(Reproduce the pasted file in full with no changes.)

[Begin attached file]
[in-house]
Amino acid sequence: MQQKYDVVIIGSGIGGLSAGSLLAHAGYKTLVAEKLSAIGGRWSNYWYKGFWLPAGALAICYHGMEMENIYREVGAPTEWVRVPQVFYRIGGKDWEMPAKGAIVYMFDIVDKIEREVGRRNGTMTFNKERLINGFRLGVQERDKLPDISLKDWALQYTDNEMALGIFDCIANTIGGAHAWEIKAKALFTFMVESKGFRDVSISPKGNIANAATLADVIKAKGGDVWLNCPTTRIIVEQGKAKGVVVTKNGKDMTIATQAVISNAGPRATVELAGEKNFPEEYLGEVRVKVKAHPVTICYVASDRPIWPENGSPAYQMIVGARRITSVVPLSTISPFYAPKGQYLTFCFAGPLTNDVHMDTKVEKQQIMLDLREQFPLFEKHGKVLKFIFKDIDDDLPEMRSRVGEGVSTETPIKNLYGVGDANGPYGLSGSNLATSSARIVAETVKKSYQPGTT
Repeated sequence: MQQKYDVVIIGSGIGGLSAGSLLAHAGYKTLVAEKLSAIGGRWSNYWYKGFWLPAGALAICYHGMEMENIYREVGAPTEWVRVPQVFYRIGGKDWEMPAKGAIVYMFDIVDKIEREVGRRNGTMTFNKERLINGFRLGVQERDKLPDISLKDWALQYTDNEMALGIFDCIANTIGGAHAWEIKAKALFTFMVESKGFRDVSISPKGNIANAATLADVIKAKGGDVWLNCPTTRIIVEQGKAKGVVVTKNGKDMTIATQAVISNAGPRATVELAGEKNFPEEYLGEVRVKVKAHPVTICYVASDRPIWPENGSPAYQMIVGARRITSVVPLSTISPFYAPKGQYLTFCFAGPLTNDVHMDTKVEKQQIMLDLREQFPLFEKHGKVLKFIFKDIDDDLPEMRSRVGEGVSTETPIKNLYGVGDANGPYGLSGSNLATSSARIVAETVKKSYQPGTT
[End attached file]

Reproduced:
[in-house]
Amino acid sequence: MQQKYDVVIIGSGIGGLSAGSLLAHAGYKTLVAEKLSAIGGRWSNYWYKGFWLPAGALAICYHGMEMENIYREVGAPTEWVRVPQVFYRIGGKDWEMPAKGAIVYMFDIVDKIEREVGRRNGTMTFNKERLINGFRLGVQERDKLPDISLKDWALQYTDNEMALGIFDCIANTIGGAHAWEIKAKALFTFMVESKGFRDVSISPKGNIANAATLADVIKAKGGDVWLNCPTTRIIVEQGKAKGVVVTKNGKDMTIATQAVISNAGPRATVELAGEKNFPEEYLGEVRVKVKAHPVTICYVASDRPIWPENGSPAYQMIVGARRITSVVPLSTISPFYAPKGQYLTFCFAGPLTNDVHMDTKVEKQQIMLDLREQFPLFEKHGKVLKFIFKDIDDDLPEMRSRVGEGVSTETPIKNLYGVGDANGPYGLSGSNLATSSARIVAETVKKSYQPGTT
Repeated sequence: MQQKYDVVIIGSGIGGLSAGSLLAHAGYKTLVAEKLSAIGGRWSNYWYKGFWLPAGALAICYHGMEMENIYREVGAPTEWVRVPQVFYRIGGKDWEMPAKGAIVYMFDIVDKIEREVGRRNGTMTFNKERLINGFRLGVQERDKLPDISLKDWALQYTDNEMALGIFDCIANTIGGAHAWEIKAKALFTFMVESKGFRDVSISPKGNIANAATLADVIKAKGGDVWLNCPTTRIIVEQGKAKGVVVTKNGKDMTIATQAVISNAGPRATVELAGEKNFPEEYLGEVRVKVKAHPVTICYVASDRPIWPENGSPAYQMIVGARRITSVVPLSTISPFYAPKGQYLTFCFAGPLTNDVHMDTKVEKQQIMLDLREQFPLFEKHGKVLKFIFKDIDDDLPEMRSRVGEGVSTETPIKNLYGVGDANGPYGLSGSNLATSSARIVAETVKKSYQPGTT